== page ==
A second group of Caesars Entertainment Corp. lenders and bondholders said it wants to unravel the deals used to create the company’s growth-oriented affiliate.
But in a filing Friday with the U.S. Securities and Exchange Commission, Caesars Entertainment said if the spin-offs of several Caesars Entertainment’s casinos and businesses into Caesars Growth Partners were undone, it “could trigger a default” of the affiliate’s debt raised to finance the transfers.
“These consequences could have a material adverse effect on Caesars Entertainment’s business, financial condition, results of operations and prospects,” the company said in the filing.
Caesars Entertainment owns 58 percent of Caesars Growth Partners, which was created to help repair the company’s balance sheet, which has a gaming industry-high $23 billion in long-term debt.
Caesars Growth Partners owns Planet Hollywood Resort, the under-construction Horseshoe Baltimore, a hotel tower at Caesars Palace and the company’s interactive gaming business, which includes its online gaming operations in Nevada and New Jersey and the World Series of Poker.
In February, Caesars Entertainment announced plans to sell Bally’s Las Vegas, The Quad, The Cromwell and Harrah’s New Orleans to Caesars Growth Partners in a $2.2 billion transaction. Caesars Entertainment said it would use proceeds from the sale to pay down debt.
Caesars Growth Partners is seeking loans of $1.3 billion to fund the transaction. Caesars Entertainment announced plans last week to sell 7 million additional shares of stock to raise almost $148 million.
Caesars announced the filing after the stock markets closed Friday. Shares of Caesars Entertainment closed at $17.75, down 78 cents or 4.21 percent on the Nasdaq Global Select. Caesars Growth Partners is traded on the Nasdaq as Caesars Acquisition Co., whose shares fell 84 cents or 6.06 percent to close at $13.01.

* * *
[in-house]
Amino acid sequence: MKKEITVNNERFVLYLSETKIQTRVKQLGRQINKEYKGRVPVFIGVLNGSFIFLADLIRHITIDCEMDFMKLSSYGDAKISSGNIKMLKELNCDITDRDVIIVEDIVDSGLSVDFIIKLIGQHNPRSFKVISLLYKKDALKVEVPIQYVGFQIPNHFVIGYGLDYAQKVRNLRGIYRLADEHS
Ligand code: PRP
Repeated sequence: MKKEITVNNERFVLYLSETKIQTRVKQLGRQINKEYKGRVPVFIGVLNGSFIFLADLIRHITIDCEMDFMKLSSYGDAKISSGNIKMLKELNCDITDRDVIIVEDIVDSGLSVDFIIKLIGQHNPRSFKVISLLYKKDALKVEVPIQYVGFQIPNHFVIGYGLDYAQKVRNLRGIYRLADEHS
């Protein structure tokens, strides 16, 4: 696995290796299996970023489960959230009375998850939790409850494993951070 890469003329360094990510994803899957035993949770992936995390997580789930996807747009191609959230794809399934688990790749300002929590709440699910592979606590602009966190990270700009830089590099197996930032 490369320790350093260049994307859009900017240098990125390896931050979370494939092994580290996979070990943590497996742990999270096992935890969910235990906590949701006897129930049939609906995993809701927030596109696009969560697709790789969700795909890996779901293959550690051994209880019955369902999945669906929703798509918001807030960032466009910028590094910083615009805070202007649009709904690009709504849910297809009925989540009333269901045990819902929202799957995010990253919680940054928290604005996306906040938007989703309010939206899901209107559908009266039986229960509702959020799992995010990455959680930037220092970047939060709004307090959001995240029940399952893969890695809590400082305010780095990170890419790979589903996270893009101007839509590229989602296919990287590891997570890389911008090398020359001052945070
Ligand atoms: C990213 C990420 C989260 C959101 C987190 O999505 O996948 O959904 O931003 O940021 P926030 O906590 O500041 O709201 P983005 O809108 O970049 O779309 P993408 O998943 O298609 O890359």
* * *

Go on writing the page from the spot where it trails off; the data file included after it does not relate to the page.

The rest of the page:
Caesars said it received a letter from a law firm “claiming to act on behalf of unnamed parties who assert” they are some of the company’s lenders and bondholders. The letter was not attached to the filing.
Caesars received a similar letter last month from attorneys representing another group of “unidentified note holders” who want to disband the transactions.
In Friday’s SEC filing, Caesars said the letter asserts Caesars Entertainment and Caesars Growth Partners “were insolvent when the transactions were approved” and that the deals breached the company’s fiduciary responsibility.
The letter claims the law firm represents bondholders who total more than $1.85 billion of the company’s debt. The letter also claimed holders of another $880 million of Caesars debt “endorse and support” the claims but are not part of the group.
The company said “there is no merit” to the allegations.
The law firm demands the transactions be reversed and requests a meeting with Caesars representatives.
Analysts have long said that Caesars’s debt load is unsustainable.
The company has said there would be no changes in the operations of the properties sold to Caesars Growth Partners. A shared-services joint venture will provide operating services to all of Caesars subsidiaries. The casinos will continue to operate under the company’s Total Rewards loyalty program.
Caesars’ private equity owners, TPG Capital and Apollo Management Group, each put $500 million into Caesars Growth Partners. High-profile investors, including hedge fund billionaire John Paulson, who owns 12 million shares, bought in. Soros Fund Management, the investment arm of billionaire George Soros, a high-profile supporter of liberal and progressive political causes, owns 6 million shares.
Contact reporter Howard Stutz at email@example.com or 702-477-3871. Follow @howardstutz on Twitter.